EDITOR variable when running the command. For example, if VS Code is your preferred editor, then run:
EDITOR="code --wait" rails credentials:edit
--wait option prevents the command from exiting immediately. It waits until you’re done editing the credentials and you’ve closed the file.
Once the temporary file opens you’ll see all the credentials in plaintext. Uncomment the following section, and replace the values of both keys with your AWS access keys:
aws: access_key_id: your-access-key-id secret_access_key: your-secret-access-key
Here comes the semi-magical part: Save the temporary file and close it in your editor. Doing that causes the contents of the temporary file to be encrypted and written to the
config/credentials.yml.enc file. If you open up that file, you’ll see it’s total gibberish. That’s the result of good encryption.
config/credentials.yml.enc is obviously an important file. But on its own, this file is useless. To unlock the secrets held within that file, you need a master key.
Where’s the master key? You guessed it: in the aptly-named
config/master.key file. This file was generated when you initially generated the Rails app. And if you look inside, you’ll see a master key that unlocks the secrets of your app!
If you ever want to generate a new master key, you can run
And then you’d copy the resulting key into the
⚠️ Super Important Warning!
Under no circumstances should you store the
config/master.key file in your Git repo. Otherwise anybody with access to that repo could unlock your secret credentials. Rails helps prevent that by generating a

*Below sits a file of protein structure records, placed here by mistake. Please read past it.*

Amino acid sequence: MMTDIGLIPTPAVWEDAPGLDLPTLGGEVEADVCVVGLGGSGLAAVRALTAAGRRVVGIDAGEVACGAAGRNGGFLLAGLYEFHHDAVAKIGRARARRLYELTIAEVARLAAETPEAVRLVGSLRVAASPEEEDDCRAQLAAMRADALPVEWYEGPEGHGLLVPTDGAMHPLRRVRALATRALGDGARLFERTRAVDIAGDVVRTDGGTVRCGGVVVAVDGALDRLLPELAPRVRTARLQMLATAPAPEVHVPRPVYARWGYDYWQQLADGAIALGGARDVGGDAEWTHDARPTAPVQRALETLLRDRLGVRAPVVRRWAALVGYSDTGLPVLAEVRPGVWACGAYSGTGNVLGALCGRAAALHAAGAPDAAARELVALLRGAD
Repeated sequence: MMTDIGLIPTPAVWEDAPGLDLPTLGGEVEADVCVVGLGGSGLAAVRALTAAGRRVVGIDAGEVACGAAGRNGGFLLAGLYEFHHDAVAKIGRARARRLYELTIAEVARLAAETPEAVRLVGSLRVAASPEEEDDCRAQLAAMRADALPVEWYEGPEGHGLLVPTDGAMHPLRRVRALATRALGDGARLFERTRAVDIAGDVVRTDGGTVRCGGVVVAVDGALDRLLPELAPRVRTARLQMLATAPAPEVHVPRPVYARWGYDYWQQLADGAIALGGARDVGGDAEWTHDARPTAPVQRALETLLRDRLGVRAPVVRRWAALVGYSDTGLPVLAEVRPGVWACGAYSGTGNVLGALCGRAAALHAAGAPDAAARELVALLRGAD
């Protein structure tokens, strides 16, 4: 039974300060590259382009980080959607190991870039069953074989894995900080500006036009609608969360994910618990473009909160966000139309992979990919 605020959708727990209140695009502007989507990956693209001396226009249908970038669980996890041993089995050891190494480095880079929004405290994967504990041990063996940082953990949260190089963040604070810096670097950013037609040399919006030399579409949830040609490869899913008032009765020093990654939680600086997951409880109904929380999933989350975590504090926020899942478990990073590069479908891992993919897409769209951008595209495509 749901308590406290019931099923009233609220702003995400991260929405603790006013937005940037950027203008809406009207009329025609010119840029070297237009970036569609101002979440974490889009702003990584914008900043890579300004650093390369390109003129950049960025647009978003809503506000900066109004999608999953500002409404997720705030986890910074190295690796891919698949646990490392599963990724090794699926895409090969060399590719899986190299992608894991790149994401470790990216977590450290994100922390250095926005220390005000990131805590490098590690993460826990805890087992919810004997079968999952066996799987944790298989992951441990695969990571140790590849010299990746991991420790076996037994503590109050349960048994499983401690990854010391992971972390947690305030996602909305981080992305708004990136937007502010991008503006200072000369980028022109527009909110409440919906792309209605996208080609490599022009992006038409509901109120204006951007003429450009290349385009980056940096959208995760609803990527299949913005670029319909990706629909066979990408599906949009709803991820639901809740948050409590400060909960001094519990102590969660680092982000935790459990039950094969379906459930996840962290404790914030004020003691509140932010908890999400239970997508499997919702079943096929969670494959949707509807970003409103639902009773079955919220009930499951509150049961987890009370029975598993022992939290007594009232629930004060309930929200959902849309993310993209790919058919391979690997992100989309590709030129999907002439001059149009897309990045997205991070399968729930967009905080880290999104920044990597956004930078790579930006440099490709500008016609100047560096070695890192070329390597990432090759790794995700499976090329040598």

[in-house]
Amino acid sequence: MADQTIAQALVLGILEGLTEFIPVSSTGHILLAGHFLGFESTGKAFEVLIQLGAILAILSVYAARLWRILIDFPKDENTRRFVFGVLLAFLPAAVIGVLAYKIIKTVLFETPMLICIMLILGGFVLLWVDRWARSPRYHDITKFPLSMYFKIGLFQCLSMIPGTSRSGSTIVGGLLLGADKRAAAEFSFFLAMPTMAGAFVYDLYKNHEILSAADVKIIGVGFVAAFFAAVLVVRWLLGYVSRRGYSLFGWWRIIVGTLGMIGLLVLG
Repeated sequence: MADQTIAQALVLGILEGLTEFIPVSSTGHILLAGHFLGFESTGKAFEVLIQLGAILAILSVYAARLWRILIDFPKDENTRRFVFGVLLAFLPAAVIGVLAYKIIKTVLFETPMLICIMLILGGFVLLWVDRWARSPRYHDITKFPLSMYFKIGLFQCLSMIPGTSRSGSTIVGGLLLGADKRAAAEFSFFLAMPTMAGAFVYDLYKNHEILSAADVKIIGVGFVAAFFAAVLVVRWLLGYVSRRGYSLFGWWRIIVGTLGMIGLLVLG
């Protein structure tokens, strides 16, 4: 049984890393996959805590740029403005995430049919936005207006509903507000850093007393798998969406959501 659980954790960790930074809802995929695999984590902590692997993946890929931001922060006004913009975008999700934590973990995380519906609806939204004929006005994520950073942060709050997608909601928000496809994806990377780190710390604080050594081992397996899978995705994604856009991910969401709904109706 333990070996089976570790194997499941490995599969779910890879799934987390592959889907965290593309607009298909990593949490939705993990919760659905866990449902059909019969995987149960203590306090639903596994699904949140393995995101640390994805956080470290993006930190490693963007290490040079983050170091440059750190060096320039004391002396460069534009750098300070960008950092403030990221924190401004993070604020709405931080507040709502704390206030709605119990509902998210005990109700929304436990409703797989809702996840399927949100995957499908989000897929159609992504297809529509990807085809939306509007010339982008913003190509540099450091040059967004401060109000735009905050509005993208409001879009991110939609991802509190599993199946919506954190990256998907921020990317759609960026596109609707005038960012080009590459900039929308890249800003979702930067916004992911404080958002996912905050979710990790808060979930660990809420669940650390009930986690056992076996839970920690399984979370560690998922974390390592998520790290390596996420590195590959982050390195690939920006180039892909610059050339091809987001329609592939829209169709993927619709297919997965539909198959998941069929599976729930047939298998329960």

.gitignore file that ignores the
You will, however, need to share the master key with your development team. Just be careful how you share it! Your best bet is to put it in a password manager such as 1Password that your team can access.
How Does Rails Access Those Credentials?
And if you look in the generated
config/storage.yml file, you’ll see that the Amazon S3 storage service is configured like this:
amazon: service: S3 access_key_id: <%= Rails.application.credentials.dig(:aws, :access_key_id) %> secret_access_key: <%= Rails.application.credentials.dig(:aws, :secret_access_key) %>
So when the application runs, values for
access_key_id are substituted in using
To see how that works, hop into a Rails
console session and give this a whirl:
The result should be the value of the
access_key_id you typed into the temporary file.
Then try this:
No surprise, this time the result should be the value of the
secret_access_key you typed into the temporary file.
When you call
Rails.application.credentials, the master key is used to unlock and return the credentials in the encrypted credentials file. Then you can use the
dig method to “dig down” into those credentials and extract a specific value under a given sequence of keys. Dig it?
The takeaway is there is one and only one way to add or edit credentials needed by an application, and that’s by running:
In this way, all secret credentials for an application are stored in an encrypted format in the
config/credentials.yml.enc file using the master key contained in the